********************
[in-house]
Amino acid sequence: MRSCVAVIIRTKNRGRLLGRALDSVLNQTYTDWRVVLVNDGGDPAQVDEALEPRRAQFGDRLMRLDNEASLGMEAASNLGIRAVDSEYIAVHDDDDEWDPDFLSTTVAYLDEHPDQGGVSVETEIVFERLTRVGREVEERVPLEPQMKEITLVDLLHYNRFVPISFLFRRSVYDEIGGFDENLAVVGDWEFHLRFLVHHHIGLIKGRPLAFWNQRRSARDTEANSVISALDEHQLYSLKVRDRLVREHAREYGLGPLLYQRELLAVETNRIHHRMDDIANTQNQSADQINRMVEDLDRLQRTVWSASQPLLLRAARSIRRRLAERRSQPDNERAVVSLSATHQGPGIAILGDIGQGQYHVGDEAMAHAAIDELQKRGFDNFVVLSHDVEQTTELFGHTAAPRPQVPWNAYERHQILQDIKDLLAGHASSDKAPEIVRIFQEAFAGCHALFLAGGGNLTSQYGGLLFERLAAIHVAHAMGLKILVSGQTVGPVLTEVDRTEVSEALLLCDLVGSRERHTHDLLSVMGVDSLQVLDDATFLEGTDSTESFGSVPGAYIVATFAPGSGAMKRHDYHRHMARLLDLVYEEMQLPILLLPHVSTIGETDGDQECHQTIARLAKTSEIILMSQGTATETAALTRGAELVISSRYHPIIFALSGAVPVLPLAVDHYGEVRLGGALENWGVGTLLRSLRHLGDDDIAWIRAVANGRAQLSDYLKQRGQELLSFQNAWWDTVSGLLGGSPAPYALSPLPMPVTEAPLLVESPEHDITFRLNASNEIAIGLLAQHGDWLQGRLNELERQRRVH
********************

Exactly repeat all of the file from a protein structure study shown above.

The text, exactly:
[in-house]
Amino acid sequence: MRSCVAVIIRTKNRGRLLGRALDSVLNQTYTDWRVVLVNDGGDPAQVDEALEPRRAQFGDRLMRLDNEASLGMEAASNLGIRAVDSEYIAVHDDDDEWDPDFLSTTVAYLDEHPDQGGVSVETEIVFERLTRVGREVEERVPLEPQMKEITLVDLLHYNRFVPISFLFRRSVYDEIGGFDENLAVVGDWEFHLRFLVHHHIGLIKGRPLAFWNQRRSARDTEANSVISALDEHQLYSLKVRDRLVREHAREYGLGPLLYQRELLAVETNRIHHRMDDIANTQNQSADQINRMVEDLDRLQRTVWSASQPLLLRAARSIRRRLAERRSQPDNERAVVSLSATHQGPGIAILGDIGQGQYHVGDEAMAHAAIDELQKRGFDNFVVLSHDVEQTTELFGHTAAPRPQVPWNAYERHQILQDIKDLLAGHASSDKAPEIVRIFQEAFAGCHALFLAGGGNLTSQYGGLLFERLAAIHVAHAMGLKILVSGQTVGPVLTEVDRTEVSEALLLCDLVGSRERHTHDLLSVMGVDSLQVLDDATFLEGTDSTESFGSVPGAYIVATFAPGSGAMKRHDYHRHMARLLDLVYEEMQLPILLLPHVSTIGETDGDQECHQTIARLAKTSEIILMSQGTATETAALTRGAELVISSRYHPIIFALSGAVPVLPLAVDHYGEVRLGGALENWGVGTLLRSLRHLGDDDIAWIRAVANGRAQLSDYLKQRGQELLSFQNAWWDTVSGLLGGSPAPYALSPLPMPVTEAPLLVESPEHDITFRLNASNEIAIGLLAQHGDWLQGRLNELERQRRVH